In 1927, at the age of twenty-three, Rosamond Pinchot was hailed as "The Loveliest Woman in America." At thirty-three, in a sudden, shocking, and highly public act, Rosamond took her own life, setting in motion generations of confusion in the family she left behind.
Nearly seventy years after her demise, her granddaughter Bibi received a box of more than 1,500 pages of Rosamond's diaries and embarked on a seven-year journey to make sense of the silence that surrounded Rosamond's death and to discover the grandmother she never knew. An acclaimed beauty, actress, socialite, and outdoorswoman, Rosamond became the key to Bibi's understanding of her enigmatic and adventurous father, her glamorous but painfully divided family, and herself.
Through the silent labyrinth of a brilliant but troubled family, Bibi pieced together Rosamond's life storyher magical embrace of nature, her love for two compelling but difficult men, and her circle of "on tops," intimates, and mentors, including Elizabeth Arden, Eleanor Roosevelt, George Cukor, and David O. Selznick. Bibi also discovered the tragic legacy of the women in her family, including Rosamond's cousin Edie Sedgwick and her half sister, Mary Pinchot Meyer, whose murder in 1964 has never been solved.
As if looking in a mirror, Bibi found parts of herself in the complex, tragic, yet beautiful story of the high-spirited Rosamond Pinchot and designed a mission at midlife: to outlive the often difficult, but exuberant and passionate, lives of her ancestors.
|Product dimensions:||5.30(w) x 7.90(h) x 1.00(d)|
About the Author
Bibi Gaston, a practicing landscape architect, has kept a diary since the age of eight.
What People are Saying About This
Bibi Gaston’s hard-to-put down narrative mixes a Harvard Business School Case Study of American upper-class family dysfunction and tragedy, with entertainment history, with the most significant ingredient of all the healing of the scars on her own heart. The whole business is a miracle.
A story for all women who strive and struggle to lead meaningful and purposeful lives.... the author weaves her grandmother Rosamond Pinchot’s connection to nature... through the generations of a family whose legacy of service to the environment are the DNA of today’s conservation efforts.”
...a fascinating memoir of an American family from a famous actress and beauty in the early 20th century to her granddaughter....a captivating story of 2 women and the man they share-son to one and father to the other. Bibi’s voyage of discovery will enlighten and uplift you
...a granddaughter’s search through familial silence for the grandmother, a beautiful and troubled actress, who committed suicide... leaving two young sons and a powerful mystery....wonderfully structured... a compelling story with characters of such life and particularity, they jump off the page. . . .A real page turner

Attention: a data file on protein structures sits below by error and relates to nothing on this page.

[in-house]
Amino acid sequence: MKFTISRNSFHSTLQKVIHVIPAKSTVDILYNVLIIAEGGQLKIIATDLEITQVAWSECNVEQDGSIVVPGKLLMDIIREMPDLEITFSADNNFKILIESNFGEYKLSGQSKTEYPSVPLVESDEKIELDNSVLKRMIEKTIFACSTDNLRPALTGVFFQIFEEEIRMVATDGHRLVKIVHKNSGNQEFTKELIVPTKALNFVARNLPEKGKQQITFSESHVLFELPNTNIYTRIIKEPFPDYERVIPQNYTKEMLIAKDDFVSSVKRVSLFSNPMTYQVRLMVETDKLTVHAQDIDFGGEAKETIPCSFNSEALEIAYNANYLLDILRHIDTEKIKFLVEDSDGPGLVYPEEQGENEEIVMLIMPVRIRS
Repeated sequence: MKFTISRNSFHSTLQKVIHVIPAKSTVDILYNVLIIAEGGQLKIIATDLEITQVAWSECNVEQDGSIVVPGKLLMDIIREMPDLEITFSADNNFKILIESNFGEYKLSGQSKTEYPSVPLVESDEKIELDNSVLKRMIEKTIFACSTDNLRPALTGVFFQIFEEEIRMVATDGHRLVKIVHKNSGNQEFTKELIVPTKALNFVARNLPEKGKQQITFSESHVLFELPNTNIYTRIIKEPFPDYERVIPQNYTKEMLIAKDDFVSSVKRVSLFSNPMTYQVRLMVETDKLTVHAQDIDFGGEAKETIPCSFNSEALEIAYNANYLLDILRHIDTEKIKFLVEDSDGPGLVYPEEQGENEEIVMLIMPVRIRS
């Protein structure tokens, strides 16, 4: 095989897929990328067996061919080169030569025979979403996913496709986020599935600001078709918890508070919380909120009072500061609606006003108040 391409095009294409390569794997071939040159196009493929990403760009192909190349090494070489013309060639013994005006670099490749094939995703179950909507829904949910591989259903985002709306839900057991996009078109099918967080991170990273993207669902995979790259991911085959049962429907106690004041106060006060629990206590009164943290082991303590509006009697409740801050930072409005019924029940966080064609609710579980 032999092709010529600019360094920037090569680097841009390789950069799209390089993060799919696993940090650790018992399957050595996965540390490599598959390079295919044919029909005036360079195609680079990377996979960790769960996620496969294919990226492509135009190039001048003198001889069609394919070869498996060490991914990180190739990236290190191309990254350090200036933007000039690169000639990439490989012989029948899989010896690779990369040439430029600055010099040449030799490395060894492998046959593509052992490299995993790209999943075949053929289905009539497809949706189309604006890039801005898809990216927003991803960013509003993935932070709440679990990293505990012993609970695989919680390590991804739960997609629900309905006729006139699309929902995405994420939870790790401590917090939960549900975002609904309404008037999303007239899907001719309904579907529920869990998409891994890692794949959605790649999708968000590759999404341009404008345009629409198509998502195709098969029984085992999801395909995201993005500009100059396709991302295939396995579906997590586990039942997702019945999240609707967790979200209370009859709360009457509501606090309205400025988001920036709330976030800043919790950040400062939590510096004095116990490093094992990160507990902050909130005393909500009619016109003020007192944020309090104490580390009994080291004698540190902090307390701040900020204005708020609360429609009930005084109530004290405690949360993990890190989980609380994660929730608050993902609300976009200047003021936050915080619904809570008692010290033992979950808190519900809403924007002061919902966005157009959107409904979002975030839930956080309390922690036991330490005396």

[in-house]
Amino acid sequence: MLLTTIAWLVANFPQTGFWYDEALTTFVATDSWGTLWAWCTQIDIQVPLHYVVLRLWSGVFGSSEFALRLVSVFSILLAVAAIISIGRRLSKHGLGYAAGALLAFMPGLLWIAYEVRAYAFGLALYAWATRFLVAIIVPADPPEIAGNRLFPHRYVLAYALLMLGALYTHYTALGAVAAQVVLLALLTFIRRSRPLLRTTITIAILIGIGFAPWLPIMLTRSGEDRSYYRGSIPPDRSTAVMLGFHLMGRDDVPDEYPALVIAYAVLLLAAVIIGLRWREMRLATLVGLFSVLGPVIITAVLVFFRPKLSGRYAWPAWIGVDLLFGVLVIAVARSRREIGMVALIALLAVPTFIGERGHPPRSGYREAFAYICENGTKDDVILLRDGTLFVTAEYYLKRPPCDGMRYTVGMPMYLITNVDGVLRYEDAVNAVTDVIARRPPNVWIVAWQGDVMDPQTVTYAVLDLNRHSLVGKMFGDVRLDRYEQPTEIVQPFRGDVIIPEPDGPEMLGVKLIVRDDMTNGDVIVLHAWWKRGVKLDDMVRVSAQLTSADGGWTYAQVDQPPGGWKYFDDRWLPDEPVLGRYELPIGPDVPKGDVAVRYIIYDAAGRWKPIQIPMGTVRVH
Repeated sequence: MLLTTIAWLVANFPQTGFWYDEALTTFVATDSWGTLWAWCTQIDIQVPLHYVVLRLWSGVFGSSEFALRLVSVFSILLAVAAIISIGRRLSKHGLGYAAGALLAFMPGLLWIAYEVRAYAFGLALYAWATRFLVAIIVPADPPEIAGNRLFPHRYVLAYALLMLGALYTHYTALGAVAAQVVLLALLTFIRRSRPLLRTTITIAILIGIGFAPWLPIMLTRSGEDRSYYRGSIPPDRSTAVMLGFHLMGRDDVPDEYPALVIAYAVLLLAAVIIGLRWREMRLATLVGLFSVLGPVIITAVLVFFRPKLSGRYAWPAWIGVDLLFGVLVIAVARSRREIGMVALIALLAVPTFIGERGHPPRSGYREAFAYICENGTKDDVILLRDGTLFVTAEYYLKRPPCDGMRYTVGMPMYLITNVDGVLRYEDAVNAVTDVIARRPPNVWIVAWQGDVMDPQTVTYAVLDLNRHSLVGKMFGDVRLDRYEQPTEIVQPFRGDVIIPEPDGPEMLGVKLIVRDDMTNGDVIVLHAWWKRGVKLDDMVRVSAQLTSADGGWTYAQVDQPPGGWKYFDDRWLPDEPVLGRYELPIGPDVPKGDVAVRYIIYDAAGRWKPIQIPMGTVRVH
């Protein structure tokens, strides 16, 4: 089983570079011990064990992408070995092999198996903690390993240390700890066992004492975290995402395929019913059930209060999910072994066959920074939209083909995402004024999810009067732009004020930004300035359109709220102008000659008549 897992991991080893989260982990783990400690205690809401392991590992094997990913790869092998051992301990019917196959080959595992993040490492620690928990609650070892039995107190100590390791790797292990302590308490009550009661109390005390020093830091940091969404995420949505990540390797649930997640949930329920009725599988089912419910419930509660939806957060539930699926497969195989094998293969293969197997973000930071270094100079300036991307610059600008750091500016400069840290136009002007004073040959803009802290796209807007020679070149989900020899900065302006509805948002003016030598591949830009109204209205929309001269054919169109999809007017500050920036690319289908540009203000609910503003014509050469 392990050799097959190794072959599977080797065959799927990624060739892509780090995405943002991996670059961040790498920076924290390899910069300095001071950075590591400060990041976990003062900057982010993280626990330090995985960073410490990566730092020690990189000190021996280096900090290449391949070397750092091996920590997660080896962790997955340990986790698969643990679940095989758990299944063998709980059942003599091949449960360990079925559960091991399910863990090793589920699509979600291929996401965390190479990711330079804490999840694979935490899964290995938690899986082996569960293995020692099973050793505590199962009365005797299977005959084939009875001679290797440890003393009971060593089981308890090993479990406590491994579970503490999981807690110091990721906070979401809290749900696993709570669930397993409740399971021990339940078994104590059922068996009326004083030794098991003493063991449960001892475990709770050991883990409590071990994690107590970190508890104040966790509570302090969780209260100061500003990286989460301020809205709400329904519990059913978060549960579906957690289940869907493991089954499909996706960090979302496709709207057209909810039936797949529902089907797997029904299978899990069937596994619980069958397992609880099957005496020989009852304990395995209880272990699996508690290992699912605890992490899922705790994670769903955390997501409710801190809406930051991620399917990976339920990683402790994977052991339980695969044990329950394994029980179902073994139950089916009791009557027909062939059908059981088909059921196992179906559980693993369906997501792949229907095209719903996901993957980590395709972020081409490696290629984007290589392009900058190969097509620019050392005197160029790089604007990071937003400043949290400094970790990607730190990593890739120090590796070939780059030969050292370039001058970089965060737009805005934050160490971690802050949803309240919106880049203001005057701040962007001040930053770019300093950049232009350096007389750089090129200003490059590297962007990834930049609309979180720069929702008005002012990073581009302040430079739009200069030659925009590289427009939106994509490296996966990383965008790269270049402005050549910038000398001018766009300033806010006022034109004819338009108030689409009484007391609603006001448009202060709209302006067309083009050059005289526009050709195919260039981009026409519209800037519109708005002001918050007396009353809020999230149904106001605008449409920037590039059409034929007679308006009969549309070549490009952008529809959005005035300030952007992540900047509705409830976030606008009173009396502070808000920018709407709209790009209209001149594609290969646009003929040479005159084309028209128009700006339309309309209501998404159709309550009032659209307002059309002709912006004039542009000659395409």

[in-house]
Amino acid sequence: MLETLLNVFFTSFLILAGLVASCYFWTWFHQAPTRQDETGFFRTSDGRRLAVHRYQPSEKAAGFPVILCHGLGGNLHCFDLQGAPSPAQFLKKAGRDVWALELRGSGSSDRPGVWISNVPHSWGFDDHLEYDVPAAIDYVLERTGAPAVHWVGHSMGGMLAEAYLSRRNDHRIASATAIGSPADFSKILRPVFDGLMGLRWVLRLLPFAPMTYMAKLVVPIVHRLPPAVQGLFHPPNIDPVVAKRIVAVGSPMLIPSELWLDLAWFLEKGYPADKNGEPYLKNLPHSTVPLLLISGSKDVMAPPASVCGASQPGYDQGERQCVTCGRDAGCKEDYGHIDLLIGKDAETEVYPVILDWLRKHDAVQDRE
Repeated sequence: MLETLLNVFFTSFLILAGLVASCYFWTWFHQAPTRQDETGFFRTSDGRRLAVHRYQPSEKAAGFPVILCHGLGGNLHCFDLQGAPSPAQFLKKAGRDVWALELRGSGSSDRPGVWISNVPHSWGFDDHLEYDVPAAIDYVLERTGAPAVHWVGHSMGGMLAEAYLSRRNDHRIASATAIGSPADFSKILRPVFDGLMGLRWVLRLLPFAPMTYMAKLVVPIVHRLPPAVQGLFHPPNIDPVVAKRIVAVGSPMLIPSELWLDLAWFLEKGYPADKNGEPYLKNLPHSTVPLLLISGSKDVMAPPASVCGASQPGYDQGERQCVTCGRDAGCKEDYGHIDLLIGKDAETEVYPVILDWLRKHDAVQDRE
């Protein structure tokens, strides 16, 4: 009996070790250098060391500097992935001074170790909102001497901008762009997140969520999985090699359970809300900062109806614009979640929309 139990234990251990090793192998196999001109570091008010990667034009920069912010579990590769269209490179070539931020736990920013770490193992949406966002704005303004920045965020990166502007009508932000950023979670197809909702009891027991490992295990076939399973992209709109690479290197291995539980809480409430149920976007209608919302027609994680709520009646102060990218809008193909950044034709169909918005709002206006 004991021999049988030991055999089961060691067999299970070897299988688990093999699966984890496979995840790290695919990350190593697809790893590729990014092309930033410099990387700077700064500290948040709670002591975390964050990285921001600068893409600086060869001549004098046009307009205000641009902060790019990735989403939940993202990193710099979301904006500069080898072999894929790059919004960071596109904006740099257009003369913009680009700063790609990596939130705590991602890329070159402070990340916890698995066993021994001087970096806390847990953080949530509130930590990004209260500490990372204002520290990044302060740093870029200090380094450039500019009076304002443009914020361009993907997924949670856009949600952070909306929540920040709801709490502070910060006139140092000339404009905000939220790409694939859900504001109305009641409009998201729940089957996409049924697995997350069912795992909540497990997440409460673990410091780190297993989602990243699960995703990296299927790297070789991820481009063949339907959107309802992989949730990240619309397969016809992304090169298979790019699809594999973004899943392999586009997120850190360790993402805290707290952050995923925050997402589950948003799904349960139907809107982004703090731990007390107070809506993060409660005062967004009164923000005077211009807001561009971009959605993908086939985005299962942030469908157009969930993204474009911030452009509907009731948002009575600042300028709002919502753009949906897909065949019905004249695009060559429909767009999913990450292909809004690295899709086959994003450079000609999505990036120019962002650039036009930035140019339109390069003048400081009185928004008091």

One of the more intriguing footnotes in American theatrical lore has always been the mysterious suicide ... of Rosamond Pinchot during the tryout of Thornton Wilder’s ‘Our Town’....Who was she? What were the circumstances of her death? ....A beautifully written saga worthy of Edith Wharton’s ‘House of Mirth.’
Most Helpful Customer Reviews
The first page is a real grabber and then...down hill from there. If I had found my grandmother's "lost diaries" I too would think it a real treasure. However, taking something that was interesting to me and thinking it would be even mildly interesting to someone else is the mark of a true narcissist.
A sad story for all the participants in her life, but is it biography fodder? I don't think so.
This is the story of Rosamond Pinchot told through the eyes of her granddaughter and Rosamond's own diaries which she kept for many years. Rosamond was a stage actress in the 1920's who garnered great fame and later tried to get into film, and while she did appear in a few movies, she never reached any fame or satisfaction through that venue. She killed herself at age 33 leaving behind two sons from a very rocky marriage to Big Bill Gaston. Not only is this the story of Rosamond, it is also the story of the two Manhattan society families the Pinchots and the Gastons. It also is the story of Rosamond's descendants, her first born son William (Billy) and his youngest daughter Bibi (the author). Part memoir and part biography the book presents how suicide affects future generations and how feuding within a family creates a rift in one generation that continues on through the ages. I enjoyed this book on some levels but not very much on others. I loved the story of the 20's and 30's. The tale of Manhattan, the theatre and Hollywood in this era was enjoyable as was the tale of Rosamond's sad life. The personal diary entries brought this all to life and the woman led both a fairy tale and traumatic life. The story of her son, William, held no interest for me. He was a man who felt he was cheated by his brother and devoted his life to legal endeavours against both his ex-wife and brother. As well, the author's own story is implanted into the biographies and the biography within a memoir doesn't do the trick for me personally. The author tries to relate how her life was affected by Rosamond's suicide and how family patterns continue through the generations. She succeeds on this point but I, personally, am not interested in that type of memoir. A non-biased portrait of Rosamond's life or the publication of her diaries themselves would have made a more interesting and enjoyable read for me.